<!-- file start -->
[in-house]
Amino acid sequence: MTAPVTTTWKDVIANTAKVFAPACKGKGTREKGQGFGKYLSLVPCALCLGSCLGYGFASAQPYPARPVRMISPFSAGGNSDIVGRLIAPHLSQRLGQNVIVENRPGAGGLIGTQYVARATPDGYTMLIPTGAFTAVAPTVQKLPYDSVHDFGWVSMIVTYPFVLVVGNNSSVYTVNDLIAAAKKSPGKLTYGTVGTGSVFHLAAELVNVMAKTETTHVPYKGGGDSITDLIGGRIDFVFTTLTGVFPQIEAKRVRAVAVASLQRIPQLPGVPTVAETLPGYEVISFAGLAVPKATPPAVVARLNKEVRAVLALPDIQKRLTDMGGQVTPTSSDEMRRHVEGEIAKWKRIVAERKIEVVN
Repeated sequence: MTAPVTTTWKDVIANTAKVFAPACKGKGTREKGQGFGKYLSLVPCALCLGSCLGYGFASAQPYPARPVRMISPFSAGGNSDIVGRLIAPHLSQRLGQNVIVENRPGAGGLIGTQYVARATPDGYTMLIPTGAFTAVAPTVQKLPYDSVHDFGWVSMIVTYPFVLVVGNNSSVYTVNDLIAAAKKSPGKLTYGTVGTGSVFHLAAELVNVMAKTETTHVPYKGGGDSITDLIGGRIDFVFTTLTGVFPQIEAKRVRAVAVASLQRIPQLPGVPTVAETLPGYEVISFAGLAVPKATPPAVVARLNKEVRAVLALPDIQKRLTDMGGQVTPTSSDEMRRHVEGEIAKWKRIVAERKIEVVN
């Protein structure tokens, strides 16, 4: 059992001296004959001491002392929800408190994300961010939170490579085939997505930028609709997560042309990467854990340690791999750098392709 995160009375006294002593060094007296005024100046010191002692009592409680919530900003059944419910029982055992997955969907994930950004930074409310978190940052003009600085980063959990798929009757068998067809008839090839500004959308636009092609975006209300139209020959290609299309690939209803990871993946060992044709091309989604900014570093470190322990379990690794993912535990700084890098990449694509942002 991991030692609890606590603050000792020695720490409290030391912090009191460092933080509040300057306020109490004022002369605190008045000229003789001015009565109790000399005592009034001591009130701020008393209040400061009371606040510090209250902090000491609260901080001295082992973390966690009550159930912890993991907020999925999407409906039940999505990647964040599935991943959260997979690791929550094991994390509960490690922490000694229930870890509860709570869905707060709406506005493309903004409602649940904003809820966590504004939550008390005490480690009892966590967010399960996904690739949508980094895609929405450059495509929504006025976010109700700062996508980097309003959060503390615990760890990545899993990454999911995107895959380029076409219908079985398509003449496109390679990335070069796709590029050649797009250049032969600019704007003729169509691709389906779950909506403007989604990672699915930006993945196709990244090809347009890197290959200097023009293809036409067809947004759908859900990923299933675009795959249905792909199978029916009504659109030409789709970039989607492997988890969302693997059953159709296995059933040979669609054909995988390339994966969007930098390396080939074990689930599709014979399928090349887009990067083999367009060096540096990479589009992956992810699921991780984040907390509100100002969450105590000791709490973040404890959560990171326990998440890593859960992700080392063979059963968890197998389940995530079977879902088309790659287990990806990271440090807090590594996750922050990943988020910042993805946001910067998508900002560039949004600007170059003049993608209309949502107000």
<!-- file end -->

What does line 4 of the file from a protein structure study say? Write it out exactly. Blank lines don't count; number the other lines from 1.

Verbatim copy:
């Protein structure tokens, strides 16, 4: 059992001296004959001491002392929800408190994300961010939170490579085939997505930028609709997560042309990467854990340690791999750098392709 995160009375006294002593060094007296005024100046010191002692009592409680919530900003059944419910029982055992997955969907994930950004930074409310978190940052003009600085980063959990798929009757068998067809008839090839500004959308636009092609975006209300139209020959290609299309690939209803990871993946060992044709091309989604900014570093470190322990379990690794993912535990700084890098990449694509942002 991991030692609890606590603050000792020695720490409290030391912090009191460092933080509040300057306020109490004022002369605190008045000229003789001015009565109790000399005592009034001591009130701020008393209040400061009371606040510090209250902090000491609260901080001295082992973390966690009550159930912890993991907020999925999407409906039940999505990647964040599935991943959260997979690791929550094991994390509960490690922490000694229930870890509860709570869905707060709406506005493309903004409602649940904003809820966590504004939550008390005490480690009892966590967010399960996904690739949508980094895609929405450059495509929504006025976010109700700062996508980097309003959060503390615990760890990545899993990454999911995107895959380029076409219908079985398509003449496109390679990335070069796709590029050649797009250049032969600019704007003729169509691709389906779950909506403007989604990672699915930006993945196709990244090809347009890197290959200097023009293809036409067809947004759908859900990923299933675009795959249905792909199978029916009504659109030409789709970039989607492997988890969302693997059953159709296995059933040979669609054909995988390339994966969007930098390396080939074990689930599709014979399928090349887009990067083999367009060096540096990479589009992956992810699921991780984040907390509100100002969450105590000791709490973040404890959560990171326990998440890593859960992700080392063979059963968890197998389940995530079977879902088309790659287990990806990271440090807090590594996750922050990943988020910042993805946001910067998508900002560039949004600007170059003049993608209309949502107000």